Open Innovation: Best practices for raw material companies13 Dec 2018
Adopting a collaborative approach to innovation can greatly benefit companies in the raw material industry. Th...
Resource scarcity is the new trend. We have e.g. too little clean water, energy, and rare raw materials. At the same time many resource side-flows from production are being thrown away or seen as waste. The mountains of garbage at the landfills are growing as we speak. Could your waste be my gold? Can this even be seen as a new underused business opportunity? According to the CTOSurvey2014, the respondents believe so.
A good example of a new business in this area is the Finnish company Crisolteq, who saves valuable materials from the side-flows of the chemical industry. Through this process it differentiates industrial metals that couldn’t be used otherwise. Another example is the collaboration between Sandvik and Kuusakoski; a win-win situation in which Sandvik gets back its valuable rare metals.
Using other companies’ side flows for your own production is called industrial symbiosis. Over 50% of CTOs see that the value of their products and/or services could be highly improved by collaborating across industries. But the system is complex. How to encourage big and small international companies across different industries to collaborate together? How do they even find each other and understand each other’s needs and material flows?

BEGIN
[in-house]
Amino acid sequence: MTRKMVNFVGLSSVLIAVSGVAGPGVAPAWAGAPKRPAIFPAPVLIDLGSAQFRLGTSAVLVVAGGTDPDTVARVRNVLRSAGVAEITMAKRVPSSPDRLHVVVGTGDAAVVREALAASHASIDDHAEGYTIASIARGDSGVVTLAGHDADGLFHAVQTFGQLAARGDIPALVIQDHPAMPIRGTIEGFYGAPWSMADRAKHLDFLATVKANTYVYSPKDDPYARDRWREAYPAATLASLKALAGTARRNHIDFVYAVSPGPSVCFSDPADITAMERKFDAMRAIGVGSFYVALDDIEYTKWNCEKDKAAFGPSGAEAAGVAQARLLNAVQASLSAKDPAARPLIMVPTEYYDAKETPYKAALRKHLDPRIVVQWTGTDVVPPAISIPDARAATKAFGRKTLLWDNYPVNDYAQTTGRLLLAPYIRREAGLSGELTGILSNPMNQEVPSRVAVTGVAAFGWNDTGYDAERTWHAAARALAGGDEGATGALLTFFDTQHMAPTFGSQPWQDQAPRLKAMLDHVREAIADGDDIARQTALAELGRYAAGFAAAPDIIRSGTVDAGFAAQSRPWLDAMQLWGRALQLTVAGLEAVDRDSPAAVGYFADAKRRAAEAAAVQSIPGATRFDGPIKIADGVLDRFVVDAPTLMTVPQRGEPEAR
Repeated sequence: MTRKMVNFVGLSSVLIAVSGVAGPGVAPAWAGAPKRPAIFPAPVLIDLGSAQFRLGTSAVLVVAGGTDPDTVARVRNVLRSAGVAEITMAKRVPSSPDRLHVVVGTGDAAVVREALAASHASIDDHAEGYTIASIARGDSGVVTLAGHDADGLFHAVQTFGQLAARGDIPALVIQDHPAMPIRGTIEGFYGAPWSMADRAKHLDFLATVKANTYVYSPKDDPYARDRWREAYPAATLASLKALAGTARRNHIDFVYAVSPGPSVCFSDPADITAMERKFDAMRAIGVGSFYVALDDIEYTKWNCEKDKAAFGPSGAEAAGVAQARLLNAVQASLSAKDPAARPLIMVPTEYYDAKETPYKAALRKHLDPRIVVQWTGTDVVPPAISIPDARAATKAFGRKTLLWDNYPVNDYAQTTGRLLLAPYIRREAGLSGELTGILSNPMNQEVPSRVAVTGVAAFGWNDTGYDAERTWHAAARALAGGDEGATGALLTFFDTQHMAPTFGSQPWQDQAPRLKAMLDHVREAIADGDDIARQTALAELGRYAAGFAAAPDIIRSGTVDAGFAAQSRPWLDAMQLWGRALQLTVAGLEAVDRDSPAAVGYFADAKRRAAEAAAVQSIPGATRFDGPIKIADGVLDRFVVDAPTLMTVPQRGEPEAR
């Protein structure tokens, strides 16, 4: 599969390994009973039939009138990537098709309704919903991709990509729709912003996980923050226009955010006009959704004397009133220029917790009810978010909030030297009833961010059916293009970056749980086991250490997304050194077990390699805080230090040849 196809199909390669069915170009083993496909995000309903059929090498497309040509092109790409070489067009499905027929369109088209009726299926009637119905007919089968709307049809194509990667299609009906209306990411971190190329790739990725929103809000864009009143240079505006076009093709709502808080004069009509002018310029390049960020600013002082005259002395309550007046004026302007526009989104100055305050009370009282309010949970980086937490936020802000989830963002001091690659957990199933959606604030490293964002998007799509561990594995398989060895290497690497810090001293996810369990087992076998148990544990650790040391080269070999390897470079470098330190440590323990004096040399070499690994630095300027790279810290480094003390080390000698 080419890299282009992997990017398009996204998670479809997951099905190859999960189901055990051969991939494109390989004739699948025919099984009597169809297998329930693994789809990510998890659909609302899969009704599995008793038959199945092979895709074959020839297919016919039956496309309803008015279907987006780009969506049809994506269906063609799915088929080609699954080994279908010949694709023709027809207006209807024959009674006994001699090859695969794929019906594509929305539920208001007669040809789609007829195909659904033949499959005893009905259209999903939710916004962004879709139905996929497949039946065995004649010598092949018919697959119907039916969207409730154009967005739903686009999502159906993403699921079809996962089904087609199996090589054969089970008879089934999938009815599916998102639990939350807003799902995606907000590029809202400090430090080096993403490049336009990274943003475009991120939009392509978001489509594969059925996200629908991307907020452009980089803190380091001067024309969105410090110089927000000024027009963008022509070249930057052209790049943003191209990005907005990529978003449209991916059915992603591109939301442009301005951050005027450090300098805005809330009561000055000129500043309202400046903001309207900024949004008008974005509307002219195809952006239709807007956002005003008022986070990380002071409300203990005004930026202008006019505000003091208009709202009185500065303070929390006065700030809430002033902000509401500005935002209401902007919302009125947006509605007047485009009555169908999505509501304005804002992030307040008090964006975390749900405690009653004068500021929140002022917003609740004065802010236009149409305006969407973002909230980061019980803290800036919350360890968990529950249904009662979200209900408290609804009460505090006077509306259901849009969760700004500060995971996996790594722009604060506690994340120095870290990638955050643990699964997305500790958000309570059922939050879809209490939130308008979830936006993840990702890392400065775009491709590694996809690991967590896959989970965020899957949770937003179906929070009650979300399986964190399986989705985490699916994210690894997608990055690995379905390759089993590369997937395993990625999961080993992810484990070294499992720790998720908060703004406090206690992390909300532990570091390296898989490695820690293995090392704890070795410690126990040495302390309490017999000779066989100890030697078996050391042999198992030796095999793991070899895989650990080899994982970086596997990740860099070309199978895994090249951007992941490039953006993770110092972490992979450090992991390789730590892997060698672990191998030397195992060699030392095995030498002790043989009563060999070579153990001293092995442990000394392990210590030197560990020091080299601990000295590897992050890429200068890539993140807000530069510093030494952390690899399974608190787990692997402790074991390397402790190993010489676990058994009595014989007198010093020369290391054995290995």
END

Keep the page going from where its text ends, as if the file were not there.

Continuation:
Obviously, the understanding of the value needs to be increased. But also large scale investments into joint pilot and demonstration facilities are needed. According to the survey the Finnish CTOs feel that tax deductibility of costs would be the most natural funding model for encouraging industrial symbiosis initiatives in Finland.
If getting the investment money is no issue, what are the company’s internal drivers to start investing into collaboration? According to CTOs the three most important factors for driving industrial symbiosis in their companies are the usual suspects: 1) Company strategy 2) Cost reduction and 3) Improved profitability. Before we get there, more good examples are needed.
Last but not least, it is important to remember that resource circulation is not only a potential new business but also helps make sure our children won’t drown in our waste. There is a lot of unused gold out there.
The results come from the CTO Survey that Spinverse executed in September – October of 2013. It was the fourth time that this annual survey was made. 100 Finnish CTOs participated in the study; including almost half of the CTOs of the companies among top 100 R&D investors in Finland. The CTO Survey examined the Finnish R&D investment landscape and innovation ecosystems in both large and small companies. The CTO Forum is a joint undertaking between Spinverse, the Finnish Innovation Fund Sitra, and Technology Academy Finland TAF. The results of the CTO Survey were published on Thursday 10.10.2013 in the CTO Forum.